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 December 18, 2000
Streamedia Chairman Gayle Essary Says Asian Technopreneurs Will Transform Pan-Pacific To World's Largest Media Behemoth

 In 2001, multinational corporations will take a 'Grand Leap' into streaming, according to Gayle Essary, president of the non-profit Streaming Media Alliance, Inc. (, the industry's leading trade organization, and Chairman of the Board for Streamedia Communications, Inc., New York (, Los Angeles ( and Zurich (, a dynamic U.S.-based streaming media services company and global Internet broadcaster of rich media content, in the Alliance's first annual 'State of the Streaming Industry' keynote address, delivered today in
Seoul, Korea, at Webcast Conference Winter 2000 (, sponsored by CastService Co. Ltd. (

The conference may be viewed at, and the text of the speech may be downloaded at Asia's leading webcast conference is co-sponsored by Microsoft (NASDAQ: MSFT), Compaq Korea (NYSE: CPQ),,, Inka, and Kolon Data Communication.

Essary said he agreed with Naoyuki Akikusa, CEO of Fujitsu, who had predicted a few days earlier in Tokyo that "almost all companies are expected to venture into businesses linked to broadband transmission." Essary told conference attendees that the 'good news' is that companies like CastService in Asia, Streamedia in the U.S. and Nomad in Europe, "there won't be enough capacity among all of us and our competitors/collaborators to handle the streaming solutions and infrastructure needs of multinationals alone going forward."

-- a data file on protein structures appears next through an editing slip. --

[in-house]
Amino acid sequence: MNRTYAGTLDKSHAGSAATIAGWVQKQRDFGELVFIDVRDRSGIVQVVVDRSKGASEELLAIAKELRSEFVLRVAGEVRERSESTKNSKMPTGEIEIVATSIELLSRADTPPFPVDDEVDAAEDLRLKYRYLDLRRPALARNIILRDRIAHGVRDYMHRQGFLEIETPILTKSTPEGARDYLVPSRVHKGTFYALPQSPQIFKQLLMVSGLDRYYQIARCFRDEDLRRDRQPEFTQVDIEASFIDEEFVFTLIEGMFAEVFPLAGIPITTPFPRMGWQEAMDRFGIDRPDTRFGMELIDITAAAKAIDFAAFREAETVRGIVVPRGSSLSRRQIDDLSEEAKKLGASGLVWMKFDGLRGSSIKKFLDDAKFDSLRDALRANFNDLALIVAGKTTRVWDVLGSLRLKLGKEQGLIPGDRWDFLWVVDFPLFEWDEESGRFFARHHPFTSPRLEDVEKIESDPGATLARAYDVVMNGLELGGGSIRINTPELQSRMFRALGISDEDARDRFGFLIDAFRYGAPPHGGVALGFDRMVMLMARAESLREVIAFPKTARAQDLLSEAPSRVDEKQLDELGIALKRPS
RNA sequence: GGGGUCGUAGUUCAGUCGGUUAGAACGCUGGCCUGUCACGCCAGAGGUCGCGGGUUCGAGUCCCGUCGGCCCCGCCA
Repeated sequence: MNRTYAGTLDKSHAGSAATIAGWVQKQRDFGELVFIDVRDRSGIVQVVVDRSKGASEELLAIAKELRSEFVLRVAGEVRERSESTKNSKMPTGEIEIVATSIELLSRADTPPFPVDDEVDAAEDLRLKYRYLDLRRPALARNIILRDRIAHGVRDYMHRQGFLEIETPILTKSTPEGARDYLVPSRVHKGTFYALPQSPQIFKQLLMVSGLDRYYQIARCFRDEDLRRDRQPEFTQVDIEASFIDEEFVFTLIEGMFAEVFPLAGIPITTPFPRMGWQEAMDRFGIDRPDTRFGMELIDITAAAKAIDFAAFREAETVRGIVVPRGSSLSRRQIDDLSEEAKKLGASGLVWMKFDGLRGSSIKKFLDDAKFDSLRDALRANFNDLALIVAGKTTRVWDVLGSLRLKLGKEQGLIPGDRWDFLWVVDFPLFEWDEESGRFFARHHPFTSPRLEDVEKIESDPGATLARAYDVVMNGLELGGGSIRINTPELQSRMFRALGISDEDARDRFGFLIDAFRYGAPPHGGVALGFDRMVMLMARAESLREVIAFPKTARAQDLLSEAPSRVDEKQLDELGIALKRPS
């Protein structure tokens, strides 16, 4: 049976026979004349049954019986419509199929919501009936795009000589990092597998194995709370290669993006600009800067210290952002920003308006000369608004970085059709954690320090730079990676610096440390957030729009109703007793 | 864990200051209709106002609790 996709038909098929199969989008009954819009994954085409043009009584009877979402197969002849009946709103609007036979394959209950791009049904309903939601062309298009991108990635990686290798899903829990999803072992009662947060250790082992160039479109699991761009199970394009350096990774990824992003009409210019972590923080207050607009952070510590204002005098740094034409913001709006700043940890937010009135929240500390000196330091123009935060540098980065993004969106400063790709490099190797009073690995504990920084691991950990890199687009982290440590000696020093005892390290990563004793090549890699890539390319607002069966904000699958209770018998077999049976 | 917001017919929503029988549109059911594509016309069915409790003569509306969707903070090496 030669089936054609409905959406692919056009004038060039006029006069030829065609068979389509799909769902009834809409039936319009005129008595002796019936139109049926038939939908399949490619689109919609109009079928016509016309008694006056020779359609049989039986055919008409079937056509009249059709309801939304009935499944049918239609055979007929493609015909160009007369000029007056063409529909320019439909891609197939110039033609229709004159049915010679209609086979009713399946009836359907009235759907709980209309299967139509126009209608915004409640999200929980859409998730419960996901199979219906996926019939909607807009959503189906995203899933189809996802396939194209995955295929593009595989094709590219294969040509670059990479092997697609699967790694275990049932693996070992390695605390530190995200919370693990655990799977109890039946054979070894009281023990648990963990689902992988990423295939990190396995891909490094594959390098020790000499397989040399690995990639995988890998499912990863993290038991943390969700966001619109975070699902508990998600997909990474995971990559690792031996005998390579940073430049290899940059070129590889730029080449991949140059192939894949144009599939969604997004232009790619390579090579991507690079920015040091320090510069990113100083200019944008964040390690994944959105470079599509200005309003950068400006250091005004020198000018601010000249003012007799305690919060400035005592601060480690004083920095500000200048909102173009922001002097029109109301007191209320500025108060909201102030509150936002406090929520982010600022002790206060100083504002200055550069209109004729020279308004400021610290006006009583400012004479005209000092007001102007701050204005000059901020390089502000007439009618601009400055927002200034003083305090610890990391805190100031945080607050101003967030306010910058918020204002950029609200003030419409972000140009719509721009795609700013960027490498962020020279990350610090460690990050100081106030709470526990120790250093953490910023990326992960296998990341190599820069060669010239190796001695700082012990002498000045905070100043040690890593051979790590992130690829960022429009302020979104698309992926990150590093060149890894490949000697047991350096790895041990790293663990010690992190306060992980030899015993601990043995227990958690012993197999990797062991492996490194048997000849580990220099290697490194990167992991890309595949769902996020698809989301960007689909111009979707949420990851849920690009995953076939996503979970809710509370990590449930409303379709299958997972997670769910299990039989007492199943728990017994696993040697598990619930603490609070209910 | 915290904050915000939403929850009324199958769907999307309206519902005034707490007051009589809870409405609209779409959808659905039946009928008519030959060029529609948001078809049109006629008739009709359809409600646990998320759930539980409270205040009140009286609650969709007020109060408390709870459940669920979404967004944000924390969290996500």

He said that market followers who somehow mistake the sector as being somehow affected by technology and dot-com companies, and have thus lowered the collective valuations of the 90 public companies comprising the Alliance's 'streaming media sector portfolio' some 70% to 80% off their highs are "severely misjudging the marketplace."

Essary is in Asia representing the Alliance, which now numbers over 1,000 members worldwide, and expects to conduct further meetings in Hong Kong before returning to the U.S.

Asia, he said, by sheer population size, will easily transform, as webcasting begins to compete on even footings with television, as is now predicted, from, in some areas, a traditionally closed society to the "largest communications empire the world has ever known," far dwarfing the combined outreach of the major U.S. and European networks combined. 'Asia, Inc.', Essary stated, will represent the combined efforts of hundreds of thousands of web-based streaming 'technopreneurs' who are already beginning to spring up across the pan-Pacific region.

He notes that in the U.S., Arbitron ( has recently reported that for those with Broadband access, the Internet commands 21% of the household's attention, compared with 24% for TV and 21% for radio. This compares with households without Broadband access, where the Internet holds